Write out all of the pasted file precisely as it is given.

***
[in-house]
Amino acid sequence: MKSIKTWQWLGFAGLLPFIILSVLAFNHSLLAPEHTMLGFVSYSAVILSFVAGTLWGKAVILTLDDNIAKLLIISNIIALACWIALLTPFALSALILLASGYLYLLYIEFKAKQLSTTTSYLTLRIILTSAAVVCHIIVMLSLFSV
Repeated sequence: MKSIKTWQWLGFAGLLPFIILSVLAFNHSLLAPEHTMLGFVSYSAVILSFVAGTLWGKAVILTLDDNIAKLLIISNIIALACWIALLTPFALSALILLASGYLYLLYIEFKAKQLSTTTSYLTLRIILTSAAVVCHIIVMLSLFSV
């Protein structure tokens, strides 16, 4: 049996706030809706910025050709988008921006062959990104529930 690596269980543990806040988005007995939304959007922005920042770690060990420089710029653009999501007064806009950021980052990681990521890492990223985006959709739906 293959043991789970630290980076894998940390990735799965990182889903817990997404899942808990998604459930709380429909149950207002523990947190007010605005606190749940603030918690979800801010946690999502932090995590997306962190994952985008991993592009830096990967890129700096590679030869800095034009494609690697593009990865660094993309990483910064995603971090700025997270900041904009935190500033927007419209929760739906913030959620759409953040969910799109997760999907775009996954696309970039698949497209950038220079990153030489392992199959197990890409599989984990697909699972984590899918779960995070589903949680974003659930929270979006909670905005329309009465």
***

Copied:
[in-house]
Amino acid sequence: MKSIKTWQWLGFAGLLPFIILSVLAFNHSLLAPEHTMLGFVSYSAVILSFVAGTLWGKAVILTLDDNIAKLLIISNIIALACWIALLTPFALSALILLASGYLYLLYIEFKAKQLSTTTSYLTLRIILTSAAVVCHIIVMLSLFSV
Repeated sequence: MKSIKTWQWLGFAGLLPFIILSVLAFNHSLLAPEHTMLGFVSYSAVILSFVAGTLWGKAVILTLDDNIAKLLIISNIIALACWIALLTPFALSALILLASGYLYLLYIEFKAKQLSTTTSYLTLRIILTSAAVVCHIIVMLSLFSV
């Protein structure tokens, strides 16, 4: 049996706030809706910025050709988008921006062959990104529930 690596269980543990806040988005007995939304959007922005920042770690060990420089710029653009999501007064806009950021980052990681990521890492990223985006959709739906 293959043991789970630290980076894998940390990735799965990182889903817990997404899942808990998604459930709380429909149950207002523990947190007010605005606190749940603030918690979800801010946690999502932090995590997306962190994952985008991993592009830096990967890129700096590679030869800095034009494609690697593009990865660094993309990483910064995603971090700025997270900041904009935190500033927007419209929760739906913030959620759409953040969910799109997760999907775009996954696309970039698949497209950038220079990153030489392992199959197990890409599989984990697909699972984590899918779960995070589903949680974003659930929270979006909670905005329309009465």